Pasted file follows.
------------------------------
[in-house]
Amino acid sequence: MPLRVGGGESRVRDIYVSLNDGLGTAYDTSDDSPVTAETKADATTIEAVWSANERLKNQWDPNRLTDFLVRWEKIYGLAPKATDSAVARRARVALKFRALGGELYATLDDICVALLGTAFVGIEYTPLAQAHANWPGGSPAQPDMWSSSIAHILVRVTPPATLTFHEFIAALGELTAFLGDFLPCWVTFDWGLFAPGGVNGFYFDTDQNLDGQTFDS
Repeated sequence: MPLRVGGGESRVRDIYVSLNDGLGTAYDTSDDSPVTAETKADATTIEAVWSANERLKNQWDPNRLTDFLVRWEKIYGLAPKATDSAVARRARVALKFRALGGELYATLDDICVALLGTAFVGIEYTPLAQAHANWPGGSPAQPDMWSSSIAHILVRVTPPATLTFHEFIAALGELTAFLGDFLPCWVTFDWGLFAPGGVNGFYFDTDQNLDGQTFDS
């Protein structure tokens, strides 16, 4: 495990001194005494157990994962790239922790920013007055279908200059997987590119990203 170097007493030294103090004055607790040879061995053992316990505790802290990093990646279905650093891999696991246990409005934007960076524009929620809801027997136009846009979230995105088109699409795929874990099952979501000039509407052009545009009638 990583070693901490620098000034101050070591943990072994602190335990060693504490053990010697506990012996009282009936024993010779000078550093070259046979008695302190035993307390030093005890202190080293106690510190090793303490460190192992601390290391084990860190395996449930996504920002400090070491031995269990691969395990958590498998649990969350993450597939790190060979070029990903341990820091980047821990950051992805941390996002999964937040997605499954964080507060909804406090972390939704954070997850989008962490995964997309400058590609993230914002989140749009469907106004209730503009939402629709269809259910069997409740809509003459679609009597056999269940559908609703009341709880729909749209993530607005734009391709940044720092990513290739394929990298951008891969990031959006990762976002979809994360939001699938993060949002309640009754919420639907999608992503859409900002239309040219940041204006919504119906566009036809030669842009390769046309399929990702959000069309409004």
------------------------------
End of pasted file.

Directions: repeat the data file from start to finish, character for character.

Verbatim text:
[in-house]
Amino acid sequence: MPLRVGGGESRVRDIYVSLNDGLGTAYDTSDDSPVTAETKADATTIEAVWSANERLKNQWDPNRLTDFLVRWEKIYGLAPKATDSAVARRARVALKFRALGGELYATLDDICVALLGTAFVGIEYTPLAQAHANWPGGSPAQPDMWSSSIAHILVRVTPPATLTFHEFIAALGELTAFLGDFLPCWVTFDWGLFAPGGVNGFYFDTDQNLDGQTFDS
Repeated sequence: MPLRVGGGESRVRDIYVSLNDGLGTAYDTSDDSPVTAETKADATTIEAVWSANERLKNQWDPNRLTDFLVRWEKIYGLAPKATDSAVARRARVALKFRALGGELYATLDDICVALLGTAFVGIEYTPLAQAHANWPGGSPAQPDMWSSSIAHILVRVTPPATLTFHEFIAALGELTAFLGDFLPCWVTFDWGLFAPGGVNGFYFDTDQNLDGQTFDS
């Protein structure tokens, strides 16, 4: 495990001194005494157990994962790239922790920013007055279908200059997987590119990203 170097007493030294103090004055607790040879061995053992316990505790802290990093990646279905650093891999696991246990409005934007960076524009929620809801027997136009846009979230995105088109699409795929874990099952979501000039509407052009545009009638 990583070693901490620098000034101050070591943990072994602190335990060693504490053990010697506990012996009282009936024993010779000078550093070259046979008695302190035993307390030093005890202190080293106690510190090793303490460190192992601390290391084990860190395996449930996504920002400090070491031995269990691969395990958590498998649990969350993450597939790190060979070029990903341990820091980047821990950051992805941390996002999964937040997605499954964080507060909804406090972390939704954070997850989008962490995964997309400058590609993230914002989140749009469907106004209730503009939402629709269809259910069997409740809509003459679609009597056999269940559908609703009341709880729909749209993530607005734009391709940044720092990513290739394929990298951008891969990031959006990762976002979809994360939001699938993060949002309640009754919420639907999608992503859409900002239309040219940041204006919504119906566009036809030669842009390769046309399929990702959000069309409004």